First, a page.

Sir John Major has launched a scathing attack on "ultra Brexiteers" inside the Conservative Party, saying they want to force a complete break with Europe.
The former prime minister said that having won the referendum with "fake facts and bogus promise", the "ultras" were now shouting down any opposing views in a "totally un-British" way.
Writing in The Mail on Sunday, he warned that if Britain failed to agree a deal with the EU, it would be "disadvantageous in every way".
Sir John did not name anyone, but his comments may be perceived as being aimed at leading Leave campaigners like Michael Gove, Boris Johnson, Iain Duncan Smith and Jacob Rees-Mogg.
He said the "ultras" were lashing out with "vitriolic and personal attacks" because they were scared that their win will be taken away from them, and he urged other Brexit supporters to disown them.
"It is time for the minority of 'Ultra Brexiteers' - those who believe in a complete break from Europe - to stop shouting down anyone with an opposing view. It is not only unattractive but profoundly undemocratic and totally un-British," he wrote.
"Instead, they launch vitriolic and personal attacks on the Governor of the Bank of England, judges, civil servants, foreign politicians and other public figures. In doing so, they demean both themselves and their cause.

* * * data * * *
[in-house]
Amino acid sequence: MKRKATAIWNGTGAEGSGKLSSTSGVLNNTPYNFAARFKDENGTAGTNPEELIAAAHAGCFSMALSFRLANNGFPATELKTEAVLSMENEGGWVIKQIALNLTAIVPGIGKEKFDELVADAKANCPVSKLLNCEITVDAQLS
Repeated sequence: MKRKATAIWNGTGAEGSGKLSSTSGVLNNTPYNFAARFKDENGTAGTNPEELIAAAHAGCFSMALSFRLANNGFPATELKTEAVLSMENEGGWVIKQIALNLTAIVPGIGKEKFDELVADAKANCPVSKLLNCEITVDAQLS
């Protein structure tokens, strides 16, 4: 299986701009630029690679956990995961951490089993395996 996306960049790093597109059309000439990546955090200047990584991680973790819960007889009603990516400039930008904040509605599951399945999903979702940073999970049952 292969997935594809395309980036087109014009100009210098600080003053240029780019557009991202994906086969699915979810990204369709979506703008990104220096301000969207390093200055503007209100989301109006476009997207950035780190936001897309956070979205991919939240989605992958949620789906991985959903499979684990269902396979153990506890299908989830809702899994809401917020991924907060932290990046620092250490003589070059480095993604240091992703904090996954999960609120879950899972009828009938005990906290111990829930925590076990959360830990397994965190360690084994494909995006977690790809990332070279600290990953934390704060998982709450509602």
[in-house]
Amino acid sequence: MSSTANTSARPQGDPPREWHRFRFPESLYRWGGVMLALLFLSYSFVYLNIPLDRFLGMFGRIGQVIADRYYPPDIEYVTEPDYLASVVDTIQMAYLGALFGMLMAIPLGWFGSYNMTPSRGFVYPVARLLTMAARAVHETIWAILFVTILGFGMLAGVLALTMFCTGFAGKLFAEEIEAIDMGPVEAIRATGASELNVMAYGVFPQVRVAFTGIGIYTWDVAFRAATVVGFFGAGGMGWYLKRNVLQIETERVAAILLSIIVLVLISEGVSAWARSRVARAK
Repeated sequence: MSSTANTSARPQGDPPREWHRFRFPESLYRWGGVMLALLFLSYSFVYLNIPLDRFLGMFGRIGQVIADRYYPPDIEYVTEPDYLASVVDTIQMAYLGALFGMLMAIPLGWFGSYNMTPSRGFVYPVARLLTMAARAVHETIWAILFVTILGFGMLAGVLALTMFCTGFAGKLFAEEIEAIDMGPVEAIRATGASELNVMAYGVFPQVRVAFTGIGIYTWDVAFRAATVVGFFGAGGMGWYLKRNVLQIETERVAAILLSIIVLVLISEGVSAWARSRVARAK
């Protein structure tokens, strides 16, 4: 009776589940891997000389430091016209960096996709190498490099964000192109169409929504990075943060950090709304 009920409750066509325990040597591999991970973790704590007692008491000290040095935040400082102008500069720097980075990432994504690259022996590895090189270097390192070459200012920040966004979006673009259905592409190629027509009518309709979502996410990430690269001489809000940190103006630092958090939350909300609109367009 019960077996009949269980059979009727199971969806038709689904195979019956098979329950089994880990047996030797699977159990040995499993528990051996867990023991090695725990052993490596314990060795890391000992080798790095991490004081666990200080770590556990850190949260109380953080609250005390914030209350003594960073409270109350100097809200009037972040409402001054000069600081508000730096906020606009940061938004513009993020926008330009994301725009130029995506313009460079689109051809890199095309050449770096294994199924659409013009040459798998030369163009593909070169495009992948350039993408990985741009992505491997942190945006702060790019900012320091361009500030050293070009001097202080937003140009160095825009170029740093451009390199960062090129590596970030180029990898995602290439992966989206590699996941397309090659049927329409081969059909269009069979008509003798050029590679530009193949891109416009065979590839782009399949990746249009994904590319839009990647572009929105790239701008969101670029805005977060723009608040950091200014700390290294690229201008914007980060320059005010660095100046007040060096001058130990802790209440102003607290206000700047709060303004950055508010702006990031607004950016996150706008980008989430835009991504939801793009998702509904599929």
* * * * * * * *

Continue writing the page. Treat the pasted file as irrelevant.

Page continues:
"If the rancour merely came from rabble elements, or extreme minorities, it could be ignored. But when it comes from politicians, including those from within the governing party, it is time to confront it."
He also dismissed claims by Brexiteers that Britain could thrive under World Trade Organisation rules, warning that 90% of UK exports to the EU would become more expensive, with tariffs adding about £6 billion to their costs.
"It is worth reflecting that those who make such reassuring noises include the very same people who urged the UK to vote Leave on the basis that 'we will be able to give an extra #350 million a week to the NHS'; that 'nobody is talking about threatening our place in the single market'; and that 'there is no prospect of a second Scottish referendum'," he wrote.
"We already know that all three of the above - and much else - were fake facts and bogus promises.
"It was dishonest and wrong to promise the British people an easy, favourable deal with the EU, wrong to promise swift new trade deals, and wrong to state that the Irish peace process would not be unsettled by Brexit."